Jerusalem may have the gravitas, but Tel Aviv has the fun. This Mediterranean city—a.k.a. The Bubble—is remaking itself as a hub of progressive art, ambitious cuisine, high-end shopping and matkot by the sea.
Author Joe Keohane Photography Ronen Goldman
DAY TWO You stand at the gates of Jaffa, perfect sambusak (bread stuffed with potato, egg and cheese) from the legendary Abulafia Bakery across the street in hand, staring up at the old Jaffa police station. In its heyday the building was somewhat notorious; Adolf Eichmann was jailed here for a time. Now it’s being turned into a boutique hotel. So goes Tel Aviv.
You continue on Yefet Street, past the Ottoman clock tower and the rows of little neighborhood shops. At the top of the hill is airy Kedumim Square and the Old Jaffa Visitors Center, where you learn the pivotal role Jaffa has played throughout the centuries. Both Napoleon and St. Peter had defining moments in this very spot, and Jonah might have had one too if he hadn’t been swallowed by a whale on his way here.
You descend the hill and wander through Jaffa’s crooked alleyways, occasionally catching glimpses of Tel Aviv’s whitewashed sprawl. Not long ago this was a seedy place, something the city sought to remedy by offering studio space to artists. It worked: Today, Jaffa is dotted with independent galleries and is exceedingly expensive to live in. The queen of the scene is Ilana Goor, who turned a 280-year-old hostel into the llana Goor Museum, a strange and wonderful collection that includes an expansive table repurposed from a monastery and heaped with iron birds and fish, skulls and hookah pipes, which Goor calls “The Morning After.”
From here, you head to Dr. Shakshuka, a Tripolitanian restaurant presided over by the ebullient and outsize Bino Gabso. “He is very big man,” explains one burly regular, “but he has the heart of a little bird.” Dozens of rusty kettles and lanterns dangle from the ceiling. Lunch comes at you in salvos: hummus, stewed eggplant, spicy potatoes, succulent shawarma, sausage, beans, couscous, lamb patties … dishes are piled onto dishes that you haven’t even touched. The highlight is, fittingly, the shakshuka, eggs in spicy tomato sauce with peppers cooked over high heat. The burly regular offers sage advice on what to do next: “First, sleep. Then, beach.”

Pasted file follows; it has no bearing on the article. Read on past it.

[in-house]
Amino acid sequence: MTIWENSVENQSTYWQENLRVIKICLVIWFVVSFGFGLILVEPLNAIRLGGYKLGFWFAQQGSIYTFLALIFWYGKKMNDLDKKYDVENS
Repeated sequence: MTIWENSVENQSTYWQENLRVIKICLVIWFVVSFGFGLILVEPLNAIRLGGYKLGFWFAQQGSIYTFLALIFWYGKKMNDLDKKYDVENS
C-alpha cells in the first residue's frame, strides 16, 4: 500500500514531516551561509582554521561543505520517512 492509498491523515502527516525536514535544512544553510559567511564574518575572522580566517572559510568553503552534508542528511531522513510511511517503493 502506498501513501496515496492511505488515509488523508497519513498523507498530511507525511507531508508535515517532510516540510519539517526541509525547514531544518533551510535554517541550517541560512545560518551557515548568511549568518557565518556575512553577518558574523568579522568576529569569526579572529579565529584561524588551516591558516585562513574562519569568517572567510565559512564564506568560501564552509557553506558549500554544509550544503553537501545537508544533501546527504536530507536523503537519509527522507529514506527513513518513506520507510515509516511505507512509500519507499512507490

Before these two activities, however, you embark on a trip to the Jaffa Flea Market, where you wend your way through a clutter of stalls. A very old Persian Jew named Joseph sells you (after some heavy bargaining) an antique brass lotus flower whose petals open when you twist the base. “You respected me by paying me,” he says, “and now you are entitled to a gift.” He hands you a worn pewter key chain with an image of Jerusalem on it. Nearby is a store named Palestine, which has a sign out front reading: “Fixed prices (the bargaining is unnecessary, does not work and annoying) [sic].” Inside you find old typewriters, cameras, helmets, maps, microscopes. The owner is a dauntless tinkerer, and a lot of the stuff here works.
Now, like the man said: beach. On Fridays, dozens of percussionists gather beside a graffiti-covered wall at Drummers Beach to drum in Shabbat, the Jewish Sabbath. You find kids, old people, business types and the odd weirdo happily getting into the spirit. The beats are improvised—they start off sparse, then build to a frantic crescendo, crumble and start anew as the sun slides toward the sea.
Dinner is at a city stalwart, Cordelia, located in an alleyway by the Jaffa gate. The eatery’s goth-ish interior is decorated with items that chef Nir Zook found at the flea market, including some imposing brass candelabras. You begin with homemade bread dunked in butter and warm olive oil; follow it with truffle ravioli with yolk dough, then steak fillet dusted with ground dried porcini mushrooms and served on a bed of barley and walnuts; and finish with panna cotta in melon soup. You had designs on an evening out, but last night’s revelry and today’s gluttony have exacted their toll. So you return to the hotel, grab a beach chair and sit out by the sea with a bottle of local red.